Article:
2. The more experienced partner in LGBTQ families
Including LGBTQ families in this article was important because traditional heterosexual marketing insights no longer applies. For instance, the common notion that wives are responsible for information collection during the planning process doesn't apply to couples comprised of two husbands or two wives.
So who then is responsible and has the most influence over the vacation planning process?
In his thesis, Lukas Kucera interviewed 5 different families and found that research responsibilities were generally assigned according to who had the most experience and capability in the area. And in turn, this person had more influence over the final travel decision.
When it comes to making the final decision, Kucera found that the dominant partner in gay couples ends up having the final say, while joint decisions are made along the way. As for lesbian couples, this and other decisions throughout the planning process are made together.
Kucera also explored some factors that influence travel decisions like their previous experience at the destination and the perception of locals towards gay and lesbian families. Labels like "gay friendly" barely influence their decisions.
Another rather obvious point is that LGBTQ families want to avoid risks during their holidays, and sometimes, that includes avoiding legal risks. Here's a quote from one of the participants:
“Being lesbian moms requires some additional considerations, too. In addition to the possibility of having to deal with discrimination, harassment, and persecution during what should be a relaxing getaway, we need to deal with the practical fact that our legal marriage isn’t recognized in most states or foreign countries.”
This can become an issue if an accident occurs and parents need to make medical decisions for their children.
Key takeaway: Gender normative marketing is out the door when it comes to attracting LGBTQ families. You will be marketing to knowledgeable and experienced travellers so create messages that are honest and authentic. Be prepared to address any concerns parents might have, and be sure to point out potential risks they might face (and provide solutions) if they visit your destination.
3. Children in families
Understanding children's roles in the travel planning and decision making process is important as well, especially when it comes to understanding how spouses from both heterosexual and LGBTQ families arrive at a joint decision.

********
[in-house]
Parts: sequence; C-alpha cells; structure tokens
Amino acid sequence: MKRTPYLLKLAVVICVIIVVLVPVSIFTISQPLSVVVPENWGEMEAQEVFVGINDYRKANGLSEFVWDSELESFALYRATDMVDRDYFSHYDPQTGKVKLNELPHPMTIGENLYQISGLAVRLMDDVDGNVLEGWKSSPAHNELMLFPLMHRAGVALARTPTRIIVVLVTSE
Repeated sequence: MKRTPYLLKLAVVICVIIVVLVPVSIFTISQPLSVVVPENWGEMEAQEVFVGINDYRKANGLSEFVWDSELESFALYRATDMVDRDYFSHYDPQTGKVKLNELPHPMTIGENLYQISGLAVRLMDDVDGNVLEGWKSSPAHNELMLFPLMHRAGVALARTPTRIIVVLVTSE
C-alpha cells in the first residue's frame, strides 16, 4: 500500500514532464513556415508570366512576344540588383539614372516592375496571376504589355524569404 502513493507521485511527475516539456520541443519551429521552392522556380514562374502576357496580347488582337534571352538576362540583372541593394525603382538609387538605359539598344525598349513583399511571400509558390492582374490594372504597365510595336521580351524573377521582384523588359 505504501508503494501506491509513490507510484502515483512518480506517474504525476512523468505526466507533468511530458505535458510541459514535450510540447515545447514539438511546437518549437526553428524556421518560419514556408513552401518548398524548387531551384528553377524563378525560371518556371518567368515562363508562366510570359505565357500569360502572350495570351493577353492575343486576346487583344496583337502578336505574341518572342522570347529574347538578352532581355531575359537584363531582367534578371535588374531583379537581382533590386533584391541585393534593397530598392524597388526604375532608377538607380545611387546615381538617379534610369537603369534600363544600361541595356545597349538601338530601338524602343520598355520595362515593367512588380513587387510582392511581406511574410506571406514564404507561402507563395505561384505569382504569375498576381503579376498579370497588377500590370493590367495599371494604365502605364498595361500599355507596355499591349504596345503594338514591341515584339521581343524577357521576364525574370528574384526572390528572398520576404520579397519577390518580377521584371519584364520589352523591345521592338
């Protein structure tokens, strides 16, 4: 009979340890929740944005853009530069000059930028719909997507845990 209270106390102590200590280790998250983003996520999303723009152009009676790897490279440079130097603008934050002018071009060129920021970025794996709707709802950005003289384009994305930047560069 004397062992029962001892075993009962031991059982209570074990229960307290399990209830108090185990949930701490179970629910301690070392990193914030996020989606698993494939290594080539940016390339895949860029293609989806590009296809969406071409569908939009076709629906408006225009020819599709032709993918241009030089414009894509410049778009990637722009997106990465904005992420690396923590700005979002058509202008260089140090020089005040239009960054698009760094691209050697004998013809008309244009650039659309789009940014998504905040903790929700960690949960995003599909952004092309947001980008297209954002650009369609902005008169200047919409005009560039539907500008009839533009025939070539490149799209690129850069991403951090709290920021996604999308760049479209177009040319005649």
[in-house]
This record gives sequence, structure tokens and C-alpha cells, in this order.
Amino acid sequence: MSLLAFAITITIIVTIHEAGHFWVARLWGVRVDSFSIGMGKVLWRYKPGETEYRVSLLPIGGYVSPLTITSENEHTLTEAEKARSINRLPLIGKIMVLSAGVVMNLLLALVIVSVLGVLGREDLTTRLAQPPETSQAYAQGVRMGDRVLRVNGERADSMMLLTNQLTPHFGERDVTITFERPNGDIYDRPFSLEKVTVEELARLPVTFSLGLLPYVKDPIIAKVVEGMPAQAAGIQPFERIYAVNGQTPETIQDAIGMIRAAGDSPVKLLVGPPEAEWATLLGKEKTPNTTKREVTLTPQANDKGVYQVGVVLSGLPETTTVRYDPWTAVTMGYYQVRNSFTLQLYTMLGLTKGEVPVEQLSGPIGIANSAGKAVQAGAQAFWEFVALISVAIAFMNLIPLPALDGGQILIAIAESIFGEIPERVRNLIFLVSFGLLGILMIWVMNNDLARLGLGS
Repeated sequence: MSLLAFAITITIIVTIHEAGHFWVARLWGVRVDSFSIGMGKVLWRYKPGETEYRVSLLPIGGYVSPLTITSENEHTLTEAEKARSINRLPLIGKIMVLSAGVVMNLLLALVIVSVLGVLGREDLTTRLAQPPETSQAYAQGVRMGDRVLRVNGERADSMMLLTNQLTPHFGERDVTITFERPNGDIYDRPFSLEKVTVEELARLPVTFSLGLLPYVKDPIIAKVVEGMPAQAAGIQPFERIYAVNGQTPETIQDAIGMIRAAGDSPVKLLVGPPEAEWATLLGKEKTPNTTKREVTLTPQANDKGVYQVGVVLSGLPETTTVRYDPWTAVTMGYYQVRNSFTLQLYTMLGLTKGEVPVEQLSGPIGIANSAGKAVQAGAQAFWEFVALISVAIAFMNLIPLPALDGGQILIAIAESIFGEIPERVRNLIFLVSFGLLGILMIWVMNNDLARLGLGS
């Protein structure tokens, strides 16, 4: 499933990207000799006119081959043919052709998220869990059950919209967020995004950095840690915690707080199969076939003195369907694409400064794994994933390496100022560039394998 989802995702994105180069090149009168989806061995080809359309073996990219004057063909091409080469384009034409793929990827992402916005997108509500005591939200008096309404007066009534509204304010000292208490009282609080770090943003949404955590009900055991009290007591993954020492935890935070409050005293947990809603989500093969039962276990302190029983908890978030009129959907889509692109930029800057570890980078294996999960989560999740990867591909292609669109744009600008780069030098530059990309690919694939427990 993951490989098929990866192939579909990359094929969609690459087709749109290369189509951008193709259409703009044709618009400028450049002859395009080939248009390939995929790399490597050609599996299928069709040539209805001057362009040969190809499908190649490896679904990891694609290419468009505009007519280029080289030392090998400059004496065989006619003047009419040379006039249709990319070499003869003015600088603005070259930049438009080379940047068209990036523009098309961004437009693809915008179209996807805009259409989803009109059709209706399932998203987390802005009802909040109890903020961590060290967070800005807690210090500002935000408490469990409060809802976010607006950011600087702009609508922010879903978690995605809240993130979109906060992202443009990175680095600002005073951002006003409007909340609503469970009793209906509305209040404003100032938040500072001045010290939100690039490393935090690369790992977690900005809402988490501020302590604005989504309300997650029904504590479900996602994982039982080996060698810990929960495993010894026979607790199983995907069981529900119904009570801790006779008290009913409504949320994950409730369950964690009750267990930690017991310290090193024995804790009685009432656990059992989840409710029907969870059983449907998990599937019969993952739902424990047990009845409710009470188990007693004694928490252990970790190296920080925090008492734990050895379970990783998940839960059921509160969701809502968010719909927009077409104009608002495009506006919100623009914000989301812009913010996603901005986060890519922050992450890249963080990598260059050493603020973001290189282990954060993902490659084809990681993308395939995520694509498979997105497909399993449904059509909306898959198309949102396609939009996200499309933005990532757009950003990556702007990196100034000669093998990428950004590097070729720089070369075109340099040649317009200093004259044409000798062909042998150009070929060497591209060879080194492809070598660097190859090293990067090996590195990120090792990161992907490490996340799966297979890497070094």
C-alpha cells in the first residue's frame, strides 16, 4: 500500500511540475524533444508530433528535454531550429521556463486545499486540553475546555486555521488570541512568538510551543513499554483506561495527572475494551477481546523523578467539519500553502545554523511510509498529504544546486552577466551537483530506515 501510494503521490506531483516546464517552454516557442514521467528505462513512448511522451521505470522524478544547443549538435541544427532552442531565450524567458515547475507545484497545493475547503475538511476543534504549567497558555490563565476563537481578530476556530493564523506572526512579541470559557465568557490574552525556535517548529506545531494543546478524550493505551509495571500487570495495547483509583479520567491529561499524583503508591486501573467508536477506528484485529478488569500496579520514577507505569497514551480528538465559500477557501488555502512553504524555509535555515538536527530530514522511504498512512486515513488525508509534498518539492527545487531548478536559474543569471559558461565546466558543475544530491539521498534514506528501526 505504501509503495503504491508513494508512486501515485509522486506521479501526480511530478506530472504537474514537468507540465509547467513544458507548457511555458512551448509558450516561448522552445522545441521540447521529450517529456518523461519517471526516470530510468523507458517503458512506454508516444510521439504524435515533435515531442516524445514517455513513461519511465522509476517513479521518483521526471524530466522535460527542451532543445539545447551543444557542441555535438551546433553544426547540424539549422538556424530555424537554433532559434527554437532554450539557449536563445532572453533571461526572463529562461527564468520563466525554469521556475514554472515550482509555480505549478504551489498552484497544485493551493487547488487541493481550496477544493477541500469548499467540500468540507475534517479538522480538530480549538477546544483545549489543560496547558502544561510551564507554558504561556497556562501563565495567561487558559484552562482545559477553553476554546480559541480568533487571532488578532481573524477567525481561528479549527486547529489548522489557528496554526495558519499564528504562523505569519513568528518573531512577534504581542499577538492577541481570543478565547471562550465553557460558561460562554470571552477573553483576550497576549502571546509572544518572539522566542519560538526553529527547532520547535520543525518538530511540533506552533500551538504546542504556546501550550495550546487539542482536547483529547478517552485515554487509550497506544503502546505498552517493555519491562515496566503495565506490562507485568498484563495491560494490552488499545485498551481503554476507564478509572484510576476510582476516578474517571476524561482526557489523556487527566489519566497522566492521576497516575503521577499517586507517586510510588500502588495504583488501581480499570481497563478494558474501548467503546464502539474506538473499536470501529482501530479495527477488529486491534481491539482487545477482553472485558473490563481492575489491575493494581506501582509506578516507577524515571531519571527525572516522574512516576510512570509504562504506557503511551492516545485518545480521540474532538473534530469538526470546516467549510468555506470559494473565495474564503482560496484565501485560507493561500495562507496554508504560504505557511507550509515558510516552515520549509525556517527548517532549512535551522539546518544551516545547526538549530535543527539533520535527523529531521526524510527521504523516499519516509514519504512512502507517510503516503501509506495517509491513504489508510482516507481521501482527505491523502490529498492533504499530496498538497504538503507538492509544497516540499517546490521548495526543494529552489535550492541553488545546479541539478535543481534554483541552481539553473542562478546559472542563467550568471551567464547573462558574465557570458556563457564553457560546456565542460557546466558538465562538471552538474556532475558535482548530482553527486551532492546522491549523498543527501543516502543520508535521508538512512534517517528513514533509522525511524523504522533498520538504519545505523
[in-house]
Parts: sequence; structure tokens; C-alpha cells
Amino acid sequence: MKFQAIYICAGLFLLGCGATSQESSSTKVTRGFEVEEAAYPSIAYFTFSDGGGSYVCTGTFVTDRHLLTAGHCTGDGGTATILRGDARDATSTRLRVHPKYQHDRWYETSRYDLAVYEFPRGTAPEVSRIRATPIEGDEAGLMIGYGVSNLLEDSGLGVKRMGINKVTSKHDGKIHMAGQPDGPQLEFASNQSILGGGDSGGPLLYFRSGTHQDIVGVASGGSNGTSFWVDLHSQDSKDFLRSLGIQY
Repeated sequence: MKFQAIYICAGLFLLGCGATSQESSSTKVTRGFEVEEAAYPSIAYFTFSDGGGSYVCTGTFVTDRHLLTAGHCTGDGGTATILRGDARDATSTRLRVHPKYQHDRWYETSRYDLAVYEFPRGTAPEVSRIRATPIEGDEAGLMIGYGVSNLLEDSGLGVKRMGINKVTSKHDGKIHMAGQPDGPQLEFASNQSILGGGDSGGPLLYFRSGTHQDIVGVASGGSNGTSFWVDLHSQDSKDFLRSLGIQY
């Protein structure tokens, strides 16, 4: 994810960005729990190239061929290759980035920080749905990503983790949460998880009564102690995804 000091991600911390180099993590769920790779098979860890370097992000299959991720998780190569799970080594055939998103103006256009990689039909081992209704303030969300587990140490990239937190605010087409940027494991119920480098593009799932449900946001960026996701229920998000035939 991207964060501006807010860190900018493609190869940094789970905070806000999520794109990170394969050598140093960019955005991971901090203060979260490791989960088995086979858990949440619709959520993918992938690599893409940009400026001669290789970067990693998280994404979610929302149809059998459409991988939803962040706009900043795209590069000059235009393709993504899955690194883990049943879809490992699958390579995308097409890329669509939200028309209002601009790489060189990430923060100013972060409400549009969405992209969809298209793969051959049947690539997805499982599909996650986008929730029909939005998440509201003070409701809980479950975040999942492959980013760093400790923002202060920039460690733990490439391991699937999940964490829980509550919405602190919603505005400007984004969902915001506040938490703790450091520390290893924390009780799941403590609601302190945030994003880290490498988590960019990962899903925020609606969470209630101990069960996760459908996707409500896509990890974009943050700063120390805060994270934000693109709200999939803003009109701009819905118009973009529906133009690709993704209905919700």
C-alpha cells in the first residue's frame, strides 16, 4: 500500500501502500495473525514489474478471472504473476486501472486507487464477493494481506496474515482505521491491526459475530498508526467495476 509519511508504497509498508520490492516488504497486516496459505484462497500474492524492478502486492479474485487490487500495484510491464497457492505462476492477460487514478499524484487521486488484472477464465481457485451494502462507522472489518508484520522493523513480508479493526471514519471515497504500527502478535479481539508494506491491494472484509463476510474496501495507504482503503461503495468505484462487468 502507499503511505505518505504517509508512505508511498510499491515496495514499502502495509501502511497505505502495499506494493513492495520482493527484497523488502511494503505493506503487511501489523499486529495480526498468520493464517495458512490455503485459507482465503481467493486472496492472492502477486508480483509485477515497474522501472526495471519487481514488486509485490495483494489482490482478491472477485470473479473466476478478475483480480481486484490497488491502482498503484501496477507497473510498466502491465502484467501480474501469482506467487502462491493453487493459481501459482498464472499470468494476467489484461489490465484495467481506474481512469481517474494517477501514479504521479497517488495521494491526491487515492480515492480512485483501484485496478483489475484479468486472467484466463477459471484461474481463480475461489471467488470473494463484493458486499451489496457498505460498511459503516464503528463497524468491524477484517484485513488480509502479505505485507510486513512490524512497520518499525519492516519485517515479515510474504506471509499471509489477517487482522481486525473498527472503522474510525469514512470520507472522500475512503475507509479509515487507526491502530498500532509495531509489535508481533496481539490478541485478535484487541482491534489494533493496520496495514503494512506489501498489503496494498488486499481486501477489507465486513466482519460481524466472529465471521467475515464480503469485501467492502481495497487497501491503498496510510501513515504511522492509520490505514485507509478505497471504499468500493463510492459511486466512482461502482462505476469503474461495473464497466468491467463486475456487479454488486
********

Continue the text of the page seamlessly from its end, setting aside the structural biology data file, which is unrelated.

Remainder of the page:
So far, researchers have found that children exert two types on influences that is highly dependent on their ages.
Passive influence (babies, toddlers and children below 11 years)
A study on how parents with young children choose their holiday accommodation found that children exert influence over logistical issues like travel distance, accommodation safety and child-friendly amenities available. Other less tangible factors include the quality of interaction between hotel staff and children and the family-oriented programmes offered also influence parents decisions.
Here's an interview excerpt of the participant talking about a positive encounter they had:
"Holidays are an extraordinary “free space” which allows for more negotiation power being bestowed on children than in everyday life.” - Therekelson (2010)
Nanda, Hu and Bai found that older children have more influence over the vacation planning process, especially at the information collection or research stage. Plus, children with more knowledge and expertise will have more influence over a family's travel decisions.
Another interesting discussion in this paper was that children's strategies to influence their parent's decisions by anticipating how their parents would respond. For example, if parents tend to reason with their children, children will also try reasoning with their parents. On the other hand, if parents are more logical and use excuses like "it's too expensive", these children are likely to seek out deals, discounts or even compromise on their request.
4. Luxe travel agents serving high-end customers
Another key decision maker that is often responsible for organising group travel are travel agents. Research into specialist luxury travel agents identified a clear and rapid decision making process luxury travel agents use to create the best experience for their customers.
5. Organisers for groups of friends who travel together
A research paper studying how Chinese international students make travel decisions found that disagreement prevention was a key element in ensuring that the decision-making process went on as smoothly as possible.
This mirrors countless articles found on Google with titles like "How to travel with friends (and not want to kill them)" or "Escape your scene, not your squad".
Researchers found that three main decision-making models are employed in group travel scenarios - leadership, division or work and shared decision-making. Translated into everyday language, this means that a group is likely to nominate the most experienced traveller to lead the planning process, or that the most experienced traveller was the one who initiated the idea to travel.
Another five disagreement prevention strategies were found as well - travelling with like-minded people, adequate preparation, empathy and mutual understanding, tolerance and compensation.
Key takeaway: For tour operators hoping to attract groups of travellers, up you game by providing additional services and/or tips and tricks to make planning easier for the group leader (who is also an experienced traveller). With the buy-in of the leader, it would be easy to get the whole group to agree to joining your excursion.
Written by Nicole Kow
Having graduated from the UK, Nicole travelled around Europe before joining TrekkSoft's marketing team. She is now based in KL and regularly blogs about her travels at Next Train Out.